Artemus Ward

Artemus Ward, often called the first standup comic, played a pivotal role in the history of American literature during an 1863 Christmas visit to the Nevada territory when he influenced the career of Mark Twain. Born Charles Farrar Brown in 1834 in Maine, the future Artemus Ward lost his father when young and became an apprentice printer at age thirteen. Eventually, Brown graduated to reporter and comic columnist during a career that took him to Ohio.

In 1858, Brown created the persona of Artemus Ward, a poorly educated traveling showman with a wealth of puns and misspellings. Ward's instinct for folk humor presented with malapropisms made him nationally popular. He was the favorite comic of President Abraham Lincoln, who often read Ward to begin cabinet meetings.

Nineteenth-century convention allowed other newspapers to reprint Ward's columns without compensation. Brown subsequently took his show on the road, lecturing and selling books of his reprinted articles. Initially, Brown's appearance—tall, thin, and young—astounded audiences who expected the short, rotund, middle-aged Ward depicted in lithographs. Nevertheless, Brown's wit and onstage charisma created diehard fans as he presented his farcical speech, "The Babes in the Wood."

In 1863, Brown toured the West, receiving wide acclaim in San Francisco and other California venues. He crossed the Sierra in December and performed in Carson City. Nevada territorial Governor James Nye declared Ward an official emissary of Nevada for life. His most importent encounter in the state lay ahead, however.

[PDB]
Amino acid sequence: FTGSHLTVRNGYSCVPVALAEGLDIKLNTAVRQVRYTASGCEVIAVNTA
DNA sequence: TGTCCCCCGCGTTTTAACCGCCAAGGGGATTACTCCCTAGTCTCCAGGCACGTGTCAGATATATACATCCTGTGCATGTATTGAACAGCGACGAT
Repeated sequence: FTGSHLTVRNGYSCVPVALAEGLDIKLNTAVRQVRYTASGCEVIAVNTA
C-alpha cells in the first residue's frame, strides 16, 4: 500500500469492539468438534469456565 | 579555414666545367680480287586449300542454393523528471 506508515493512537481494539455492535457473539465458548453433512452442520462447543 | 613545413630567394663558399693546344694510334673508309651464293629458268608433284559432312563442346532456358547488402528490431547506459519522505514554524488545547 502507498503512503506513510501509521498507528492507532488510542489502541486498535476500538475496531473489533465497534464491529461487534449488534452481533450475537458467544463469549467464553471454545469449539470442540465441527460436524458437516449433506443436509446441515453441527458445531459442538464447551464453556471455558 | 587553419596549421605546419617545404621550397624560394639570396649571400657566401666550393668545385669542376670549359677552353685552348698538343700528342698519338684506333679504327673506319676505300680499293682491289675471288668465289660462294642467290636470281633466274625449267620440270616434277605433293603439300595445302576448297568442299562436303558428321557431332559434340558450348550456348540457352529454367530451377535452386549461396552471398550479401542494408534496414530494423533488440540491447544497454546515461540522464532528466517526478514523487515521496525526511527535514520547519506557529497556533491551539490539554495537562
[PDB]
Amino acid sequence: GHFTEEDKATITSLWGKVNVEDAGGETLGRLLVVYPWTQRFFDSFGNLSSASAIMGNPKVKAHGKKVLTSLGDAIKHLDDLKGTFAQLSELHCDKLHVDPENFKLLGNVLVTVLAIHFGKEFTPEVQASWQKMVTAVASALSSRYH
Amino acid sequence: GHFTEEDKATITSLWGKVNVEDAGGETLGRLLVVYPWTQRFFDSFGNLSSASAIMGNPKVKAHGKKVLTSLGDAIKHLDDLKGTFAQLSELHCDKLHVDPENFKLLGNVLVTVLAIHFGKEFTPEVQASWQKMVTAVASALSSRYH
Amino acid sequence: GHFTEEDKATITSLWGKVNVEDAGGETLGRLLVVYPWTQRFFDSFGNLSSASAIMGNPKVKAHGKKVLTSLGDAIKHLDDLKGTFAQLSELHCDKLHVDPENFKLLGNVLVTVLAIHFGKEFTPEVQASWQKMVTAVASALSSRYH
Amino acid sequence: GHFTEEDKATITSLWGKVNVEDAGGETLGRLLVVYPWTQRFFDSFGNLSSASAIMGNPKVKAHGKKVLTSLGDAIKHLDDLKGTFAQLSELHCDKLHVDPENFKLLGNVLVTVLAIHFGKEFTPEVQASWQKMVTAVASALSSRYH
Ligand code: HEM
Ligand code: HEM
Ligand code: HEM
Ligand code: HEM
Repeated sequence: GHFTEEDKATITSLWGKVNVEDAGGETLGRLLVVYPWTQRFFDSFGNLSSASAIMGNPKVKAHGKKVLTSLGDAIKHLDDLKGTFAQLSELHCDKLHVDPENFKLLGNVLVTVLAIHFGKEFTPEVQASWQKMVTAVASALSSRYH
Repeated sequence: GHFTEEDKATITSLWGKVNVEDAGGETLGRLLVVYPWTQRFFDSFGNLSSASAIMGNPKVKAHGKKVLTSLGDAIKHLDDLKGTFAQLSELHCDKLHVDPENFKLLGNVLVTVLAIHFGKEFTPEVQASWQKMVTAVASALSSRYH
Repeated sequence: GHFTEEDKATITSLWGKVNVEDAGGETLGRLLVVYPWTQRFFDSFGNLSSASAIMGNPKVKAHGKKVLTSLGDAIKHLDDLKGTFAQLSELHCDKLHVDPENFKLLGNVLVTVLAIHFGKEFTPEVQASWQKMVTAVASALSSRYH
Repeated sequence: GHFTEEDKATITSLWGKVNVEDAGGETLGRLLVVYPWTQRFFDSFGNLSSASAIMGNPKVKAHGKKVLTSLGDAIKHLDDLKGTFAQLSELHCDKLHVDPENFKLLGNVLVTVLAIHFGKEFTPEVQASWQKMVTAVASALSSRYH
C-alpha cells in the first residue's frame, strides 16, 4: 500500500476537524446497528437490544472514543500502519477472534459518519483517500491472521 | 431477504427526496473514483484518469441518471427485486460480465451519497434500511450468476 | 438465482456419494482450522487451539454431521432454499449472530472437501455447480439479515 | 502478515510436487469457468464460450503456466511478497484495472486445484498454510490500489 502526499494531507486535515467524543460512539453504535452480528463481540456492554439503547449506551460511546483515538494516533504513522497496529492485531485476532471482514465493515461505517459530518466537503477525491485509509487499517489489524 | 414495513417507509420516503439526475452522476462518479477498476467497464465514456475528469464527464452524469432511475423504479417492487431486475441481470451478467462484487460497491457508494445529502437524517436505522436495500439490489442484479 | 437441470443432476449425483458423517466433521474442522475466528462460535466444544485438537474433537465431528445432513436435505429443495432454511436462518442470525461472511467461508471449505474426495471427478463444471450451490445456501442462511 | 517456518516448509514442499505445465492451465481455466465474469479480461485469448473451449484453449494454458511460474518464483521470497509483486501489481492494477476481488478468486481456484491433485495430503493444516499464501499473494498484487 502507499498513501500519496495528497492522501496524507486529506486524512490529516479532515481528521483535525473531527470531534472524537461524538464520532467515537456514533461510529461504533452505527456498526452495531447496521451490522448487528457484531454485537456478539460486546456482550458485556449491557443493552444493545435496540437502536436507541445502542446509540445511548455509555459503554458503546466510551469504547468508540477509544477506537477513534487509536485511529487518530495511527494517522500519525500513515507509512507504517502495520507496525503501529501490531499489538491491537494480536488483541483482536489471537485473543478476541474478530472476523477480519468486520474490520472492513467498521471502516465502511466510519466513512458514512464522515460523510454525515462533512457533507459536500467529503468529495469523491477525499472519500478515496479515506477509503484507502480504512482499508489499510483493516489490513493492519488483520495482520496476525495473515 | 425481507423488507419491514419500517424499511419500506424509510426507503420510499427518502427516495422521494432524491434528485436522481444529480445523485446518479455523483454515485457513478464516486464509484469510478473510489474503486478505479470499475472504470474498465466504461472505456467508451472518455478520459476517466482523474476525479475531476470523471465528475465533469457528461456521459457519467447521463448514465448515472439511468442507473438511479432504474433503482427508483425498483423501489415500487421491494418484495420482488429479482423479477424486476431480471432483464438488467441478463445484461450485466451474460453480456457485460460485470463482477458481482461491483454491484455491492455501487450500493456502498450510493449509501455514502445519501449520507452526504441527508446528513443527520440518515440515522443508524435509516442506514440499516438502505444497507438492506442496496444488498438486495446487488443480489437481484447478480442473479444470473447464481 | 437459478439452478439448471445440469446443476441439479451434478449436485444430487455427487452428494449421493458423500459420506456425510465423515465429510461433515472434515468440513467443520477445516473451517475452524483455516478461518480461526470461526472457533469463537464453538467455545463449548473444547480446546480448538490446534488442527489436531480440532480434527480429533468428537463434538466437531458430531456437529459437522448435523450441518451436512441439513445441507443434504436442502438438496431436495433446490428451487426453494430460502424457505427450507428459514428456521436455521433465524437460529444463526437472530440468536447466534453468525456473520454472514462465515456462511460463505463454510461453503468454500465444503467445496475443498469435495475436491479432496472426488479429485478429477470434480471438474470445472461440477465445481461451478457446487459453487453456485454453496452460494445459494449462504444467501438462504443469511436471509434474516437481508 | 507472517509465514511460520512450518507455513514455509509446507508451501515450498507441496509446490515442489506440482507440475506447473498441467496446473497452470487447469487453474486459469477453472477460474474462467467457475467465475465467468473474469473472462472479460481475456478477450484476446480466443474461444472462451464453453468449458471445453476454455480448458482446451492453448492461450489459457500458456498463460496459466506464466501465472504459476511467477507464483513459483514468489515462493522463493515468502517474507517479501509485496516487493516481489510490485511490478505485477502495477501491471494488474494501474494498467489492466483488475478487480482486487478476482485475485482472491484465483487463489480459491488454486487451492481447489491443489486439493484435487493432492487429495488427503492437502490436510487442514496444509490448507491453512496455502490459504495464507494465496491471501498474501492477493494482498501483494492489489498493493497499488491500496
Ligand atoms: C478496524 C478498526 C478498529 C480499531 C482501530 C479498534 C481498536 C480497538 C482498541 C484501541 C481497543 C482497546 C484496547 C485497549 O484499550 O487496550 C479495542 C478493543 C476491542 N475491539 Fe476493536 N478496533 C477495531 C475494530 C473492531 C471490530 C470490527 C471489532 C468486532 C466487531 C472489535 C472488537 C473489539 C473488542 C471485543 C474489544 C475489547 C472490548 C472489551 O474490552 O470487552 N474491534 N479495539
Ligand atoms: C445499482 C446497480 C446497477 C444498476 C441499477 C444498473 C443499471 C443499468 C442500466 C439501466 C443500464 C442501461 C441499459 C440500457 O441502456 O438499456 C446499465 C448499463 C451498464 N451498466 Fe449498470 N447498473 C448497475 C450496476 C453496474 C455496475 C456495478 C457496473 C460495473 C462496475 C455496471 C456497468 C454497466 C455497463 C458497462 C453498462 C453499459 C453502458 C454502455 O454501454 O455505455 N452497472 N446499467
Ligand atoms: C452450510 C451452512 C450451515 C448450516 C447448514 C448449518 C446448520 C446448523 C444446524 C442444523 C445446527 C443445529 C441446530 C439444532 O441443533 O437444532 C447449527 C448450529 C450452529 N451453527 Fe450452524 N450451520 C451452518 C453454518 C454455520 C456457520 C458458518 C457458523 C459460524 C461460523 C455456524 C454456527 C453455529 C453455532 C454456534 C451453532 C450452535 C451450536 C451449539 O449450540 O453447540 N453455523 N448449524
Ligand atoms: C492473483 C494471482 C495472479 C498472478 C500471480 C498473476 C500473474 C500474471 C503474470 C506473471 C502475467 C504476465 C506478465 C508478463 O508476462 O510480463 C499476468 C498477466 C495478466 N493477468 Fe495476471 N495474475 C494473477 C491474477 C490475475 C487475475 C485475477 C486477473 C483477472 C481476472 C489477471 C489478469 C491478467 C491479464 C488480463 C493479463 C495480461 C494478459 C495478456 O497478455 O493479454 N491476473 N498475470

By December 22, Brown had arrived in Virginia City where he sought out fellow journalists and enchanted hundreds in the newly-opened Maguire's Opera House. He became instant friends with Dan De Quille and Mark Twain as they spent the week eating, drinking, and cavorting.

Brown recognized a kindred spirit in Twain who was nearly his own age. He, too, had lost his father, became a printer, and then a columnist and humorist. Brown inspired Twain to recognize the virtue of writing books and performing on stage. In addition, he promised to help Twain publish in a national venue. Brown then left as suddenly as he arrived, having stayed a mere week, but with enormous effect.

Brown went on to perform in Austin, Nevada. Against better advice, he traveled east in a mid-winter blizzard. Brown caught pneumonia but was nursed back to health in Salt Lake City by Mormons, whom he subsequently held in high regard.

Twain submitted a story for a collection of material Brown was publishing on his western adventure. Twain's "Jim Smiley and his Jumping Frog" arrived too late, but was eventually published with Ward's recommendation in 1865 by New York's Saturday Press. The story was a dramatic success, and Twain was instantly famous.

After the Civil War, Brown went on a popular tour of the South. He then traveled to London, where the English embraced him as an American original. A grueling schedule weakened the comic who suffered from tuberculosis. Brown died in 1867 at the age of thirty-three. Had he lived, one can only imagine the acclaim he might have gained from a long, productive life.

Brown's death cleared the way for Twain. Although Twain's style was different, for years critics compared him with Brown, maintaining the new comic was a lesser imitation. Twain resented Ward's shadow. He later underplayed Brown's influence on his career, but the Christmas visit in 1863 clearly shaped the career of Twain as he took the first steps towards becoming America's premier humorist for generations.

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